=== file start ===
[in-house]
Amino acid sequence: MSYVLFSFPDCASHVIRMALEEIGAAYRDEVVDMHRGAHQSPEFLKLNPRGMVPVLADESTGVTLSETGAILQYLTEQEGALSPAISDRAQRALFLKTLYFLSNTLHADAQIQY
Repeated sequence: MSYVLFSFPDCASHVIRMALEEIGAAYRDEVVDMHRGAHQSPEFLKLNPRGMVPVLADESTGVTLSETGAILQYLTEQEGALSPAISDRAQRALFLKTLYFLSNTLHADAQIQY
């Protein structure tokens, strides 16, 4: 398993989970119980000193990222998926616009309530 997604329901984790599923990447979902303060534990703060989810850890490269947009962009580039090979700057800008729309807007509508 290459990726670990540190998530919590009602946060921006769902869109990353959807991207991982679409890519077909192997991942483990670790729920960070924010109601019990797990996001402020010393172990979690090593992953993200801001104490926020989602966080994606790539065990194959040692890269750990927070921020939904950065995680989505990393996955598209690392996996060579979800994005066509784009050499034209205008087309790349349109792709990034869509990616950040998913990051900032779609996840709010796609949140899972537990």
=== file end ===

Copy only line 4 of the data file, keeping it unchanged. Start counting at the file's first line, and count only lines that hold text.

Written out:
């Protein structure tokens, strides 16, 4: 398993989970119980000193990222998926616009309530 997604329901984790599923990447979902303060534990703060989810850890490269947009962009580039090979700057800008729309807007509508 290459990726670990540190998530919590009602946060921006769902869109990353959807991207991982679409890519077909192997991942483990670790729920960070924010109601019990797990996001402020010393172990979690090593992953993200801001104490926020989602966080994606790539065990194959040692890269750990927070921020939904950065995680989505990393996955598209690392996996060579979800994005066509784009050499034209205008087309790349349109792709990034869509990616950040998913990051900032779609996840709010796609949140899972537990």